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The health of fatherhood

By Dr. Gordon E. Finley
web posted June 12, 2006

As we look forward to the quantity and quality of our lives in the 21st century we face an unprecedented challenge. As a nation, it is critical for all men, women, and children to cease denying the silent epidemic of the demise of fathers from the lives of our children and acknowledge the consequences for both children and fathers. Here are the horns of the dilemma we are facing.

On the one hand, we have a vast empirical research literature showing that both children and fathers benefit on almost all conceivable outcome indices when they are involved in each others lives as the children are growing up and being guided by their fathers into adulthood and beyond.

On the other hand, we have the following widely accepted contemporary demographics: one third of children are born to women who are not married at the time of delivery (and presumably do not have a father involved in the child's life on a continual basis); 50 per cent of first marriages end in divorce and another 17 per cent end in permanent separation yielding an effective two thirds marital dissolution rate for first marriages; the divorce rate for second and subsequent marriages is about 10 per cent higher; and the cookie-cutter formula used by most states grants physical custody to mothers about 85 per cent of the time with the father being awarded infrequent visitation along with child support and alimony obligations.

Along with these demographics, we also have a vast empirical research literature showing that the outcomes for both the children and fathers of divorce along with never-married fathers unquestionably are negative as compared to the children and fathers of intact marriages. The negative outcomes for fathers of divorce specifically include deep depression, alcohol abuse, substance abuse, joblessness, and a sharp rise in suicide rates.

Focusing more narrowly on Men's Health Week beginning June 12 and ending on Fathers Day June 18, 2006, we are left with the question: What can be done to improve the lives of children and fathers in 2006? While there likely are as many proffered solutions as there are authors, I wish to focus on three.

First, by any public health standard, the one-third non-married birth rate represents an epidemic worthy of intervention. As a point of comparison, the rate was 4 per cent in the 1950's. What this comparison illustrates is that the non-married birth rate is a social behavior which is subject to change by changing social conditions and political activism -- such as the sexual revolution, the women's movement, and welfare incentives all of which began in the 1960's. By the same token, the rate can be reduced by changing social attitudes and financial incentives.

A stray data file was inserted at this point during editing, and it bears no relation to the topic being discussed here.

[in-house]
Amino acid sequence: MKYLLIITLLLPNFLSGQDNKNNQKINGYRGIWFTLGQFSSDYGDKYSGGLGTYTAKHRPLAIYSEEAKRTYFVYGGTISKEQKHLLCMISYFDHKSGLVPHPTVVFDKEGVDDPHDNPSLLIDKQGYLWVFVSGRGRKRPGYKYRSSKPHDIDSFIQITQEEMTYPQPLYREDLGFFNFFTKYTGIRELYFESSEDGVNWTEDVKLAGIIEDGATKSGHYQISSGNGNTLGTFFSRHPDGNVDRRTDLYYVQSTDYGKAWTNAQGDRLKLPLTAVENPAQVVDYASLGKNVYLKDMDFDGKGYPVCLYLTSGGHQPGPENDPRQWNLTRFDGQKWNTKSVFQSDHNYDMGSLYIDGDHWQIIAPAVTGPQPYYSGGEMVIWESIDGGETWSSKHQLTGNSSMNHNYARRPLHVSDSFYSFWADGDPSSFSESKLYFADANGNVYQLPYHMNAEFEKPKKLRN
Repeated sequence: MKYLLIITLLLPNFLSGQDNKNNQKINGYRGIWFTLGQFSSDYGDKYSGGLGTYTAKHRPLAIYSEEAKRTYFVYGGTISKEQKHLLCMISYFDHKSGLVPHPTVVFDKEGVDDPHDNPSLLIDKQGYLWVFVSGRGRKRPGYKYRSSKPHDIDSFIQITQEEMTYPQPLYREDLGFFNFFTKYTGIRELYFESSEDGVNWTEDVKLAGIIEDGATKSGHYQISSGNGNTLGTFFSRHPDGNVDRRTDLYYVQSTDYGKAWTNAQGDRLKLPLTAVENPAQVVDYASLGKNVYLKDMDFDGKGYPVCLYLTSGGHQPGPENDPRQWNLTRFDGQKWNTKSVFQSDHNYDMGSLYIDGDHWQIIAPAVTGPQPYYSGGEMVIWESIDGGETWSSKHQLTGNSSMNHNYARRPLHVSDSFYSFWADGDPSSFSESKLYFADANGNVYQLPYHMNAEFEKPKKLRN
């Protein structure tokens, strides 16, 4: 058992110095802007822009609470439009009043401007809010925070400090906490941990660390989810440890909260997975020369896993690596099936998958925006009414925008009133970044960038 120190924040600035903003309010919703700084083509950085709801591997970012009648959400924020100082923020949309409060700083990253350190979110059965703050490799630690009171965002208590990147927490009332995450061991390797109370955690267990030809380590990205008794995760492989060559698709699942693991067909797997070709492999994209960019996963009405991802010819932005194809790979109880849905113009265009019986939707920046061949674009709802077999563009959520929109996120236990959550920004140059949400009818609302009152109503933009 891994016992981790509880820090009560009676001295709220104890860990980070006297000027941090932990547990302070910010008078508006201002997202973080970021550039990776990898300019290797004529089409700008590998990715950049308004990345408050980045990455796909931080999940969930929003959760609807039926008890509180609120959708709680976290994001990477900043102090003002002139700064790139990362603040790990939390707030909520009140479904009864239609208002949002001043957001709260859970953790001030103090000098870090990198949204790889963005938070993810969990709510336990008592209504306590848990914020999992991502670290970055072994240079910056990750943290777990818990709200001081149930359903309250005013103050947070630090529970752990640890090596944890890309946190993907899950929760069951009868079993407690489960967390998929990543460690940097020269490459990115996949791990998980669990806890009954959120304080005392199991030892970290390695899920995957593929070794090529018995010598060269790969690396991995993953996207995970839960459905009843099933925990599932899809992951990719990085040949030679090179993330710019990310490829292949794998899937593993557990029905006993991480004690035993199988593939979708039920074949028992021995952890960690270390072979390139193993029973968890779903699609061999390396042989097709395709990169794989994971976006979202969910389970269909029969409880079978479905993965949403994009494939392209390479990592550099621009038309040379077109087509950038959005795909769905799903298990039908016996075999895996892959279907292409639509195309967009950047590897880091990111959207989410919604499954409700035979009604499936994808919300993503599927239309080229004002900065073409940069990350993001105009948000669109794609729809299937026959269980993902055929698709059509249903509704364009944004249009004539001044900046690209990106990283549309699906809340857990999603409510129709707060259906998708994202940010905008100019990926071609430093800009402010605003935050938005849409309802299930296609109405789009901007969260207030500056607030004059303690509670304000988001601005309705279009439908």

Second, a minimum of two out of three divorces are initiated by wives. In my view, this is because mothers get all of the marbles in divorce. Specifically, and with some state to state variability, mothers not only get the children (about 85 per cent of the time) but they also get half of the marital assets (sometimes mostly the father's assets) plus the father's income to support her and the children often in the former marital home along with the tax benefits associated with the children. By contrast, the father gets to pay for and furnish an apartment and, if lucky, is awarded alternate weekends with his children, perhaps an evening in between, and perhaps half a summer and other holidays. Critically, when the children are with the father he must feed, shelter, clothe, and entertain them with whatever he has left over after he continues to pay child-support and alimony to his ex-wife.

Clearly, all the current legislative incentives to divorce belong to the mother and none to the father. The solution to increasing father-child relationships post-divorce -- and as a critical fringe benefit to reduce the divorce rate as the incentives to divorce disappear -- is to change existing state family law on three fronts: (a) Establish a presumption of equal shared parenting; and (b) establish equal financial responsibility for both mothers and fathers along with legally mandated financial accountability for both; and (c) change the child support models from income sharing models to child cost sharing models.

Third, the greatest threat to intact families in America today is the Violence Against Women Act (VAWA) and particularly the unfettered granting of groundless ex-parte restraining orders against fathers which removes the father from his home, his children, and requires him to immediately begin making child support payments or face debtor's prison. VAWA is - for women - an exquisitely and intricately well-crafted man eliminating machine the full scope of which is beyond this brief piece but the details of which may be found in a series of Special Reports and Op-Eds at www.mediaradar.org. The simple antidote to VAWA is to neuter the Act by making it victim service oriented rather than gender destruction oriented so that it serves victims rather than targeting boys and men.

In closing, the bad news is that the health of fatherhood in 2006 is grim. The good news is that we got where we are today not through natural disasters but through woman-made disasters -- which can be reversed. Thus, we have the opportunity this Fathers Day, as we have every Fathers Day, to enhance the quality of life of America's children and fathers through new political initiatives and public policy. However, we must act quickly, lest Fathers become yet another member of an exponentially expanding Endangered Species List.

Gordon E. Finley, Ph.D. is Professor of Psychology at Florida International University.

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